Dumplings, Lanterns End Spring Fest

As elbow-to-elbow crowds paid homage to the lantern, and cloudy skies hid a hoped-for appearance of the first full moon of the Lunar New Year, Spring Festival 2001 drew to a close last night after two weeks of fireworks and family reunions.

While sanitation workers cleared away the gun-powder-scented debris from last night's final barrage, transportation officials today were bracing for the holiday's last travel peak as hundreds of thousands of workers and students were due to return to the city from their home-towns.

The culmination of Spring Festival, which began with the start of the Lunar New Year on January 24, is called the Lantern Festival, or "yuanxiaojie."

"Yuan" refers to the first lunar month, "xiao" is pinyin for "night," and "jie" means festival.

Though fireworks cascaded in the skies throughout the city, the focal point for last night's activities was in Yuyuan Garden, where lanterns in all shapes and sizes have been on display for more than a week.

At the garden's God Temple area and in the streets outside, children were pulling rabbit-shaped lanterns on wheels to mark the full moon.

Chinese tradition has it that one of these long-eared creatures lives on the moon.

The festival originated in the Han Dynasty (BC206-AD220). According to legend, Emperor Wen Di conquered a rebellion by Empress Lu, queen of a previous emperor, and to celebrate his victory, Wen declared the night a festival.

In the past, parents made the lanterns themselves out of paper, but today most are store-bought and lit by battery power.

Another big part of festival tradition is the eating of dumplings made from glutinous rice flour, some with red bean paste, rose petals, sesame and other flavored stuffings, and some plain.

The dumplings are called "tangyuan" which is similar in pronunciation to the pinyin for "family reunion." The round shape signifies perfection and reunion.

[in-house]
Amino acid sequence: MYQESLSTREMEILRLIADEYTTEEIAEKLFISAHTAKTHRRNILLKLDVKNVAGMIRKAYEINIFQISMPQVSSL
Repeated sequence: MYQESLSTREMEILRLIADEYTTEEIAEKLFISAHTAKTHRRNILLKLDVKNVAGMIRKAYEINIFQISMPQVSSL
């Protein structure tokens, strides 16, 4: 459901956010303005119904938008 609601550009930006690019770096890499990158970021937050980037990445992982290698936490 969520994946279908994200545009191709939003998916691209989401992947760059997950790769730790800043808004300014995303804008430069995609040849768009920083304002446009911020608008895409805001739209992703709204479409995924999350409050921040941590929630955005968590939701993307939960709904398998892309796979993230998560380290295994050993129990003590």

Again, in the past people made the dumpling in their own kitchens.

Today, most celebrants either buy prepared "tangyuan" at a supermarket or eat them at restaurants for 2 yuan (24 U.S. cents) to 5 yuan a bowl.

Business was booming yesterday at the Ningbo Tangtuan Food Shop in the Yuyuan area.

"It's really exciting," said shop owner Pang Shouzheng, pleased that she sold out her supply of 300 boxes yesterday, each containing 80 "tangyuan."

While her business is winding down, railway workers are facing a rush.

More than 220,000 people were expected to pour into the city today.

"It is the third transportation wave of the holiday," said Ying Rongwu of the Shanghai Railway Police Station.

The other crests, each amounting to more than 200,000 passengers, occurred on January 28 and February 1, as some workers returned to their jobs and other people came to the city hoping to find employment.

Today the influx will be swelled by college students coming back for the start of classes.

Yesterday, more than 176,000 people arrived in Shanghai by rail.

"The station was orderly, and we are well-prepared to receive the flow," said Ying.

More than 270 officers were assigned for crowd control, including 60 undercover agents targeting ticket scalpers.

Local police have arrested 63 scalpers since January 9, the first day of the Spring Festival transportation season, and confiscated tickets valued more than 57,000 yuan, Ying said.

(Eastday.com 02/08/2001)

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